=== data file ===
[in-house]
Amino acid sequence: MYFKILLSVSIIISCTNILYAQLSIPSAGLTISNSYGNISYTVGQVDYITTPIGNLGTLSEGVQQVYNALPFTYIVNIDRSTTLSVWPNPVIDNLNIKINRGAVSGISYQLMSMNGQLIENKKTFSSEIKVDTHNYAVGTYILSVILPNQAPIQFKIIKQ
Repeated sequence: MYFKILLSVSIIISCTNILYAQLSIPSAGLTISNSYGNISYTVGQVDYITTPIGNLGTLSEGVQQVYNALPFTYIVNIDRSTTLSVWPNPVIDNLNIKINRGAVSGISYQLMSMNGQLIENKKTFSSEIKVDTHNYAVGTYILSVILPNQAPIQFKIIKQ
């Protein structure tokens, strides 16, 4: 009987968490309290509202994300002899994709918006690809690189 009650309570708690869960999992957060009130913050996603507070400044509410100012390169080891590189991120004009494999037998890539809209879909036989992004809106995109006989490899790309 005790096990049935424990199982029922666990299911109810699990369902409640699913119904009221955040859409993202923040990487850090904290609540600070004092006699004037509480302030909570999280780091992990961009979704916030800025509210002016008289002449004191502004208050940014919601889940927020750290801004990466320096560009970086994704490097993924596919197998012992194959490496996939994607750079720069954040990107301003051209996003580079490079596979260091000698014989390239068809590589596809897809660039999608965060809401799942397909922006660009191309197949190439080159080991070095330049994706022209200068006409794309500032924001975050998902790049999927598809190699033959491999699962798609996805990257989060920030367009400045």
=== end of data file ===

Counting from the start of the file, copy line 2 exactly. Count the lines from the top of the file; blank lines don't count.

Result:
Amino acid sequence: MYFKILLSVSIIISCTNILYAQLSIPSAGLTISNSYGNISYTVGQVDYITTPIGNLGTLSEGVQQVYNALPFTYIVNIDRSTTLSVWPNPVIDNLNIKINRGAVSGISYQLMSMNGQLIENKKTFSSEIKVDTHNYAVGTYILSVILPNQAPIQFKIIKQ